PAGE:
The TibetTruth Blog (See here) has been running a campaign against the Lhasa Brewery Company Ltd. and it’s importer Lhasa Beer USA, labeling the product as:
…yet another form of cultural oppression waged against Tibetans by the occupying communist Chinese regime. Its mass production and ready availability is producing worrying levels of alcoholism among the Tibetan population.
I was shocked to hear about the statistics concerning the alcoholism problem in Tibet, outlined in the post “Alcohol-China’s Weapon of Choice,” on the TibetTruth Blog (See here).
According to a 2008 field-study, in part conducted by Institute of Psychiatry, King’s College in London, the extent of alcohol related disorders has reached 31.6% for males and nearly 10 % for women. While a 2003 investigation recorded that “Alcohol use disorder was the most serious problem in Tibet with a point prevalence of 41.89‰ and a lifetime prevalence of 43.6%“.A number of associated mental health problems were also noted amongst those Tibetans examined with neuroses reaching a level of 26.7% and over 20% instance of anxiety related disorders.
But what really is the root of this alcoholism among Tibetans in Tibet? Is it simply because the alcohol is available to Tibetans – like the TibetTruth Blog states, or is it a deeper social environment problem where Tibetans turn to alcohol as an escape from the misery of the systematic unfairness and injustice they suffer from, which leaves many Tibetans with no job, due to lack of education and/or unfamiliarity with the Han Chinese language and ways, and forces many Tibetans to suddenly move from the land they were accustomed to living on to a modern city or a “concentrated settlement” (See here)
If the answer is the latter then how will we help this problem by not supporting this company, which according to the information from the Lhasa Beer website (See here), provides jobs to 450 people in Lhasa, of which 72% are Tibetans (324 Tibetans). Of course it would be better if an even larger percentage of these workers were Tibetans but this ratio is quite good considering the Tibetan Government in Exile has stated that Tibetans have become a minority in Lhasa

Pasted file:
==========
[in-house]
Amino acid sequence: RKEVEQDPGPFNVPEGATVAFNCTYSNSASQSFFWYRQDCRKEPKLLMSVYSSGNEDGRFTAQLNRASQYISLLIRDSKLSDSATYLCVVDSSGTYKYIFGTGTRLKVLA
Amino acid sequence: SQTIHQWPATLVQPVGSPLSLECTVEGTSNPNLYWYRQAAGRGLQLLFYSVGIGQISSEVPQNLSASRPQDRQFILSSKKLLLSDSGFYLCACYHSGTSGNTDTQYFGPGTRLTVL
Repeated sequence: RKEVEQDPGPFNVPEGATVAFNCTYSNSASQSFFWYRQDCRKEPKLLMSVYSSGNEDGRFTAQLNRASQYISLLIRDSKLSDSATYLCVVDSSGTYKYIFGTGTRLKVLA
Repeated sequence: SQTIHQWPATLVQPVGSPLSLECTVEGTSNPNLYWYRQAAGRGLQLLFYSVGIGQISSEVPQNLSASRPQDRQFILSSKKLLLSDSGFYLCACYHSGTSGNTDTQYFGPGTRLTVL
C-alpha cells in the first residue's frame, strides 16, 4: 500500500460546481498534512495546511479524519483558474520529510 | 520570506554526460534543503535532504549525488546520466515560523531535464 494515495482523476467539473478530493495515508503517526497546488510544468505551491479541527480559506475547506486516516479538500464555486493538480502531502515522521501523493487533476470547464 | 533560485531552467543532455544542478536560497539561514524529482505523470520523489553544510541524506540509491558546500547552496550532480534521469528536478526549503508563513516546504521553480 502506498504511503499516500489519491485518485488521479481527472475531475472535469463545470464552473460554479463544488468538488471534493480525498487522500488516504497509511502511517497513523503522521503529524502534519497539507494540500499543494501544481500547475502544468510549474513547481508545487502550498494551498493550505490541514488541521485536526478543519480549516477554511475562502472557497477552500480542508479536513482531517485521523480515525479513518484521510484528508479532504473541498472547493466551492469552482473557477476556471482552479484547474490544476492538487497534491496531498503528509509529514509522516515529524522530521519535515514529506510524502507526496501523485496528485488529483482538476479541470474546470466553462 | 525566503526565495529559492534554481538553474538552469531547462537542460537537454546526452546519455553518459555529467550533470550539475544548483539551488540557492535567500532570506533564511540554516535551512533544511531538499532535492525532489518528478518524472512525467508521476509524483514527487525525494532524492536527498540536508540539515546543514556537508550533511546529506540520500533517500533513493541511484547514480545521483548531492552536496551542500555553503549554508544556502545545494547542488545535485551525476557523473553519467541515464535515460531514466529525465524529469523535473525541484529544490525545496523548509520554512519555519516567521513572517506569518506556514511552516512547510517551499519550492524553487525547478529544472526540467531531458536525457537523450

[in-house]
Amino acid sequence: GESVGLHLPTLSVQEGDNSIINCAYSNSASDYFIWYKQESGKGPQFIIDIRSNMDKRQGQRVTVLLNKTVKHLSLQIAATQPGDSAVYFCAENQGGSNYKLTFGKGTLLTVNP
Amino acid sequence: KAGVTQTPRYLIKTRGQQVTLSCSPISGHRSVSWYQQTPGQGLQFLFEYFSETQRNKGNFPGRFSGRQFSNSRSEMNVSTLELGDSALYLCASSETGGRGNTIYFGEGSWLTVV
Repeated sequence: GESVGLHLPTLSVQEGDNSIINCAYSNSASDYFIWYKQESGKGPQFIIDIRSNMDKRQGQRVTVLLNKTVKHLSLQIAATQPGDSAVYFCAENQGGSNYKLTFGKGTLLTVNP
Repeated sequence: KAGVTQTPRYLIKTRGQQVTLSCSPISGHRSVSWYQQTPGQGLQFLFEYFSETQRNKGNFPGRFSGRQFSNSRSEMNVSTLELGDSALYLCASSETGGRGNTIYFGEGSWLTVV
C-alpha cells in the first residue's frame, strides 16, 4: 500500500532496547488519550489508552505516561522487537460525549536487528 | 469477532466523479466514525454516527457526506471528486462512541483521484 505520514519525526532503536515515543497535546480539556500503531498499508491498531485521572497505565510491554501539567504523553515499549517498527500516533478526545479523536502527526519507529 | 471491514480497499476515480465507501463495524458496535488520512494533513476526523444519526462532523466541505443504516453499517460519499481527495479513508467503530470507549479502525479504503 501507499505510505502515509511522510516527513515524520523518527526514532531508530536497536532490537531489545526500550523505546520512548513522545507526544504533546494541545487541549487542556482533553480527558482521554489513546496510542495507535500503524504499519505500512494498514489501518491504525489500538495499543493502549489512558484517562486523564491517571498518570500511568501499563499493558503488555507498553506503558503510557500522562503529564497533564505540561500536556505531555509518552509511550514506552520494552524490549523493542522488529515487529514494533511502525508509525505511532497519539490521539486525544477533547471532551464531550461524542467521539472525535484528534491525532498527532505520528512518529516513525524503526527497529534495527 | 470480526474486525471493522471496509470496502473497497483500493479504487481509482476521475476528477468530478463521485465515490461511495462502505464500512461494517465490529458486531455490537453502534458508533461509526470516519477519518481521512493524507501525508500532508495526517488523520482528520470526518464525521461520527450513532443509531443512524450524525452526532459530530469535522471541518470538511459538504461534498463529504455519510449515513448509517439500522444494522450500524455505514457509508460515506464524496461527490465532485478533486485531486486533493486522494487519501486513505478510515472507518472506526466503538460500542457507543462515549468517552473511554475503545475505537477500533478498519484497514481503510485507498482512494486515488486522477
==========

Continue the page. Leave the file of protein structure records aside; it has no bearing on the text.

To say that it is the availability of alcohol that leads to alcoholism is short sighted in my opinion, it overlooks the deeper social environment problem which leads to these high alcoholism statistics. Here in North America we have an abundance of alcohol which is very easy to get, not to mention the strong marketing of the alcohol companies which we are subjected to, yet we do not have high alcoholism rates in the forty percent range. Therefore, is it really the abundance of alcohol that leads to alcoholism? I don’t believe so, I think this sort of thinking is similar to the argument that decriminalizing or providing more leniency for marijuana would lead to more users but many studies have shown that decriminalization would have no effect on the rates of use.
I believe that by supporting this company, which has a “commitment to donate 10% of company profits and equity to support direct philanthropic intervention in Tibet,” we will help in improving the social environment Tibetans live in, which in turn would help solve the problem of alcoholism among Tibetan communities in Tibet while also supporting the 324 Tibetans workers who depend on this company for their livelihood in the city of Lhasa where the job markets are already largely dominated by the Han Chinese.